Review Of ‘Unheard’ On Disney+ Hotstar: Compelling Experiment, Not-so-compelling Execution

Made up of six conversations, the series takes on pre-independence India and how the period and the leaders shaped the mindset of people then.
Review Of ‘Unheard’ On Disney+ Hotstar: Compelling Experiment, Not-so-compelling Execution

Director: Aditya KV
Cast: Srinivas Avasarala, Priyadarshi, Chandini Chowdary, Aditya Yanamandra

It's easier to think of Unheard as a series of recorded stage plays rather than considering it a well-made television series that uses the medium to put its point across. Covering a period that begins in 1918 and ending right after independence, we listen in on deep conversations that take us into the mindset of the Indian youth of that period. The minimalist setup, with nothing but music and lighting to aid actors, takes a little getting used to. The sets feel like sets and the costumes add little to make the experience immersive, but the conversations have a way of drawing us in. 

In the first episode, we get a debate between a passionate participant who wants to fight for freedom and a privileged pacifist who finds nothing wrong with the powers that be. In another, we get a Bhagat Singh supporter arguing his points with a Gandhian blacksmith, the latter rejecting all forms of violence. Yet the most interesting episode was a discussion between a police officer representing the British confessing his case to the aforementioned Gandhian. In this confession, he discusses dharma, his legacy and the crimes he had committed in their pursuit. Every point of view is explored in detail and the actors are able to add heft to the arguments, even though our first instinct is to reject them. 

Characters we see early on in the series come back later on and a few even go back. What this does is get us to see the evolution of these characters as circumstances and time periods change around them. In one case, we even see how different the same person was back when he was at the heights of his power. Which means even with its episodic nature, we still get character arcs and back stories that would otherwise have been difficult to integrate into the format.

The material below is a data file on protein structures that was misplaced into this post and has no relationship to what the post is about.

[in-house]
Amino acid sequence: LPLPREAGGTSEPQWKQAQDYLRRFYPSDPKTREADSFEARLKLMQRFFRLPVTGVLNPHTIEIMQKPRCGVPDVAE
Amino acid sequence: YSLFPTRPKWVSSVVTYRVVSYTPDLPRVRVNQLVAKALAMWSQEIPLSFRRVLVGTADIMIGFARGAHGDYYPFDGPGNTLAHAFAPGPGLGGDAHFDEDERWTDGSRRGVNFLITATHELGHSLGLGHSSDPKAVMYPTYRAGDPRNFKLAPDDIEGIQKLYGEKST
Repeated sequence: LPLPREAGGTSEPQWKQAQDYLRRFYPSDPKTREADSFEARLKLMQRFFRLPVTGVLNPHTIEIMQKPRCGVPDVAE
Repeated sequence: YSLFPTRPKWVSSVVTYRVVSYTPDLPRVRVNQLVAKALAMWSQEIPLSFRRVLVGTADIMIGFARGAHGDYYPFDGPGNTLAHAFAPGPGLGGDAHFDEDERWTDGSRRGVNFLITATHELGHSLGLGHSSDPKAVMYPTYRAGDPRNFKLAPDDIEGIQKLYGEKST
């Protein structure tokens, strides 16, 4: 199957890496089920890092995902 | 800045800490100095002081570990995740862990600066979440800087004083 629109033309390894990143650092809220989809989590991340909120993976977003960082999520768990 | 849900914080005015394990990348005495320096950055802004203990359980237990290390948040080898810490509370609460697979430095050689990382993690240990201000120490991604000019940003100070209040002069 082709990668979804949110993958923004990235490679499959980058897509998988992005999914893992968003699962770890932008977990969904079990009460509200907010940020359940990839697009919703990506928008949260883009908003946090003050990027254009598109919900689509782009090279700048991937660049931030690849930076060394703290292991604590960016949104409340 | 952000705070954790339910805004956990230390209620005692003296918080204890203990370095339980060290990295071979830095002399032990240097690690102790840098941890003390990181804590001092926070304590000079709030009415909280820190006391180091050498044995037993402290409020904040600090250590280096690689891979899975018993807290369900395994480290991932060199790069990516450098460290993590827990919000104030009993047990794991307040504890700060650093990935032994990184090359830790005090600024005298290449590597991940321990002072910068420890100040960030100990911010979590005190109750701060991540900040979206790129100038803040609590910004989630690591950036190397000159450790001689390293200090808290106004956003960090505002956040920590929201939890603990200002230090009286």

But how much we engage with these individual episodes depend almost entirely on the actors. Ajay, who gets two episodes of the six, gets the best situations and what felt like the most conflicting character. Not only does this Gandhian make guns and come with the baggage of war, but he seems to be going back to his older more violent self when debates go against his values. Priyadarshi too, playing an extremist, gets some of the best dialogues and scenes and he yet again proves his caliber as a strong performer. 

But there's only so much actors can do with certain episodes. With very little to add in terms of filmmaking, certain episodes feel too preachy and wordy to sound real. In other instances, forced chats about classic films and trivia, restrict the flow with which we pay attention to serious topics. And when conversations make way for obvious exposition, the series gives us the feeling that we're watching a Wikipedia page being enacted. Unheard works partly as an interesting experiment that's better to listen to rather than watch. 

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